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Inside the Temple of Confucius, in Qufu (birth place of Confucius, in Shandong province). Note the queue of hair again:


no, this guy is better looking, very fashionable!!:banana::nuts:
 

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Discussion Starter · #5 ·
Next batch of pictures.

Earthenware sellers in Beijing:


Buddhist lama in Beijing:


Marble Boat built by Empress Cixi at the Summer Palace in Beijing:


The Great Wall:


Villagers at the entrance of a Manchu village:


Mother and her child in Beijing:


Somewhere in Beijing:


The convoy of French explorer Stéphane Passet in Inner Mongolia:


A peddler selling cakes and patisseries near Mukden (Shenyang), in Manchuria:


Ming Tombs near Beijing:


Temple of Heaven in Beijing:


Somewhere in Mukden (Shenyang), Manchuria:


Encampment in Inner Mongolia:


Group of women in Beijing:


The Bell Tower in Beijing:


The same today:
 

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Thanks for sharing the photos!
I heard many of Chinese traditional architecture were destroyed through Mao's period.
I hope they keep the left nicely and restore some of great legacies of their ancestors.
 

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Great collection.. U surely need appreciation For this great share.
And I have a suggestion. Start a thread about the OLD and New faces of the cities. Share the old and present pics of cities to let people know the changes that took place in the course of time.



 

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OMG, I've almost been to all the places revealed in the photos :)

I presume that most westerners could have a feeling that they are watching "the Lord of the rings" when seeing those realistic photos about Qing dyansty, but from the mainland Chinese perspective the first impression that crosses the mind is the ppl who lagged behind were sure to be bullied.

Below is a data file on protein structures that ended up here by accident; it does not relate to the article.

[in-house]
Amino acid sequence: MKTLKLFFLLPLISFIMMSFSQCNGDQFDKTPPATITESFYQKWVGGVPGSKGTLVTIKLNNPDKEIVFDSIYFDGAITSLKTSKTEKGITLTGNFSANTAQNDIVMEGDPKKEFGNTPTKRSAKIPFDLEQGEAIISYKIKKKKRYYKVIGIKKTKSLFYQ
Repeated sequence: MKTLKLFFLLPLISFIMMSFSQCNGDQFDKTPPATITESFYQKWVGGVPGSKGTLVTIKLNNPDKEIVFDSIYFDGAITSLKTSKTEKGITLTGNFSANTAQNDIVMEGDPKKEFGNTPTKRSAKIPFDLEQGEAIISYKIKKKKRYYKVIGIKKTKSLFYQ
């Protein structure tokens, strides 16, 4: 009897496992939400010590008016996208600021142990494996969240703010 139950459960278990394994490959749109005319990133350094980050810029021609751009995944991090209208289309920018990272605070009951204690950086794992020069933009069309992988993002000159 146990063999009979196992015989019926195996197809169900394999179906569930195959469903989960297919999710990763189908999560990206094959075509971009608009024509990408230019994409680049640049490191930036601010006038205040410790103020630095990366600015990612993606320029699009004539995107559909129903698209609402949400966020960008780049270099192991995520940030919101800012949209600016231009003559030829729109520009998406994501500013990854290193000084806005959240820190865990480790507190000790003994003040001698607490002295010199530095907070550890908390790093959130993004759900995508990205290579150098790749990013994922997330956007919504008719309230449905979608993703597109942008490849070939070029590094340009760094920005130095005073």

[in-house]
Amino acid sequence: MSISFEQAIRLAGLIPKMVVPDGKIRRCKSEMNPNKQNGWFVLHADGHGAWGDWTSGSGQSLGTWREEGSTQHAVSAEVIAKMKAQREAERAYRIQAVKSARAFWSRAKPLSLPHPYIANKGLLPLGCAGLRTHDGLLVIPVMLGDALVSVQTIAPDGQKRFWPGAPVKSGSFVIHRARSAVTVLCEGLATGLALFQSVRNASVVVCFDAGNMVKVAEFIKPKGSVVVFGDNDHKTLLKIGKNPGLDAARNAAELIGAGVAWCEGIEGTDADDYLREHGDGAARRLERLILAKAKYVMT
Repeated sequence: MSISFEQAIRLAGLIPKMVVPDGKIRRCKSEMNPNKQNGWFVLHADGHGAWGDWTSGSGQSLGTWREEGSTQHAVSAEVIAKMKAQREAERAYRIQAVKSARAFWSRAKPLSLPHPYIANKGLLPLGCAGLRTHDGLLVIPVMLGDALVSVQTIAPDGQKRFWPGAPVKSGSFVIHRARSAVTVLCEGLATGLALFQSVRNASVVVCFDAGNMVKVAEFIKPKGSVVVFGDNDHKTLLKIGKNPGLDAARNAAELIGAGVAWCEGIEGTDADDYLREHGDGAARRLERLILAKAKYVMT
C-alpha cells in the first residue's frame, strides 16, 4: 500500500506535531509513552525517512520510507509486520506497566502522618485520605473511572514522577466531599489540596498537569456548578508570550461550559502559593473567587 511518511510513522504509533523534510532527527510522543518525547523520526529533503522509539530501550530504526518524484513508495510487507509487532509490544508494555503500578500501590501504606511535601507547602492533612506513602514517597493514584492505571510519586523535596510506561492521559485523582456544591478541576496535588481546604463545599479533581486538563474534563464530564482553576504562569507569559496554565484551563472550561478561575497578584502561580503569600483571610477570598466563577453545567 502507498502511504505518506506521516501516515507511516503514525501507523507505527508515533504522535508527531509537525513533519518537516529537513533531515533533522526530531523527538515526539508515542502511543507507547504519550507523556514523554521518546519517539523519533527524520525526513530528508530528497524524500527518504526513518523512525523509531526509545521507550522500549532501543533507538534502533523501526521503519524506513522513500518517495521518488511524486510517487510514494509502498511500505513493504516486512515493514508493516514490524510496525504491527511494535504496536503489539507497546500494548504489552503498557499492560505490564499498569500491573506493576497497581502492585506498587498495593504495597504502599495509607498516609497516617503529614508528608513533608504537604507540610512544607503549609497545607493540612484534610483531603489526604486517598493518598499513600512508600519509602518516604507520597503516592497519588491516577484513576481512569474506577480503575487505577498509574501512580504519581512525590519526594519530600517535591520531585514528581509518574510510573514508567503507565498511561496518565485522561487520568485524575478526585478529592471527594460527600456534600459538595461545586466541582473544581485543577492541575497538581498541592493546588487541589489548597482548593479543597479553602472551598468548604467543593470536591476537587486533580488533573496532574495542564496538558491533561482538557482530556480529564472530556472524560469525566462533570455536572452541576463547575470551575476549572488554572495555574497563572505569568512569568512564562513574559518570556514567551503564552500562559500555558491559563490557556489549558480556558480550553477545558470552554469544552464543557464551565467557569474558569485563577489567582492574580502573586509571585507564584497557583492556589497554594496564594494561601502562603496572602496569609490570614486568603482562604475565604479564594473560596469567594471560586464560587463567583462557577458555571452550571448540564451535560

PS: I like the Qing's flag a lot, lol
 

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:cheers: Awesome, first the ones of Russia around the same time and now this!

I love pics from way way way back in the past!

Marble Boat built by Empress Cixi at the Summer Palace in Beijing:
I'm surprised this wasn't destroyed in the 20th century considering that the money used to renovate this in the 1800s was originally used for the Imperial Navy, its Western influences in renovation, and how badly CiXi was viewed by succeeding governments.
 

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Awesome ...
 

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thanks for sharing these photos.
i am a Chinese, born in the south part of china and i had ever been to Beijing for several times to found that the old Beijing is disappearing. i hate that. i don't like the modern Beijing.
 

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Beautiful architecture. I wish the Chnese would attach more importance to their heritage instead of just taking over American and european architectureal styles. Wouldn't it be possible to make a nice style of building based on this heritage? Something that evolved from it?
 

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Beautiful architecture. I wish the Chnese would attach more importance to their heritage instead of just taking over American and european architectureal styles. Wouldn't it be possible to make a nice style of building based on this heritage? Something that evolved from it?
agree with u
and about the chinese traditional architectureal style, l like the Tang Dynasty style 唐朝(AD581~AD907) it's different from the 清朝 Qing Dynasty style in those pics.
there is one pic

and the Japanese traditional architectural style also belongs to this style.